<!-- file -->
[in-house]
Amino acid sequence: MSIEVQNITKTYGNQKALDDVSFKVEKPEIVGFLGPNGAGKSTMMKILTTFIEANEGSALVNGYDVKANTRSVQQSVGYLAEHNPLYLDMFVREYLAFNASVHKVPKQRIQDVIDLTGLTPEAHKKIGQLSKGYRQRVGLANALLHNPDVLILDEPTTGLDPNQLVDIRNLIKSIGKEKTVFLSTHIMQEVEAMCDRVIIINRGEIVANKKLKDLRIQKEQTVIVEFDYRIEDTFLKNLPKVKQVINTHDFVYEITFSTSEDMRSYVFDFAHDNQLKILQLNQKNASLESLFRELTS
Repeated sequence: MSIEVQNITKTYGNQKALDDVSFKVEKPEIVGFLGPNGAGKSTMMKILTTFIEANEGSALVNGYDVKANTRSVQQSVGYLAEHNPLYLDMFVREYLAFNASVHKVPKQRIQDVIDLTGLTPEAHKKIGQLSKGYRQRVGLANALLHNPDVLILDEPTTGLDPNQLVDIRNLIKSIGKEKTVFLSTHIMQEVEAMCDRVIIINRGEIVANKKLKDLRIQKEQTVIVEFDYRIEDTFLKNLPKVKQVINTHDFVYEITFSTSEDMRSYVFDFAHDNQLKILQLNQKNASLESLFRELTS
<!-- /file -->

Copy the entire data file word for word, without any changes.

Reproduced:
[in-house]
Amino acid sequence: MSIEVQNITKTYGNQKALDDVSFKVEKPEIVGFLGPNGAGKSTMMKILTTFIEANEGSALVNGYDVKANTRSVQQSVGYLAEHNPLYLDMFVREYLAFNASVHKVPKQRIQDVIDLTGLTPEAHKKIGQLSKGYRQRVGLANALLHNPDVLILDEPTTGLDPNQLVDIRNLIKSIGKEKTVFLSTHIMQEVEAMCDRVIIINRGEIVANKKLKDLRIQKEQTVIVEFDYRIEDTFLKNLPKVKQVINTHDFVYEITFSTSEDMRSYVFDFAHDNQLKILQLNQKNASLESLFRELTS
Repeated sequence: MSIEVQNITKTYGNQKALDDVSFKVEKPEIVGFLGPNGAGKSTMMKILTTFIEANEGSALVNGYDVKANTRSVQQSVGYLAEHNPLYLDMFVREYLAFNASVHKVPKQRIQDVIDLTGLTPEAHKKIGQLSKGYRQRVGLANALLHNPDVLILDEPTTGLDPNQLVDIRNLIKSIGKEKTVFLSTHIMQEVEAMCDRVIIINRGEIVANKKLKDLRIQKEQTVIVEFDYRIEDTFLKNLPKVKQVINTHDFVYEITFSTSEDMRSYVFDFAHDNQLKILQLNQKNASLESLFRELTS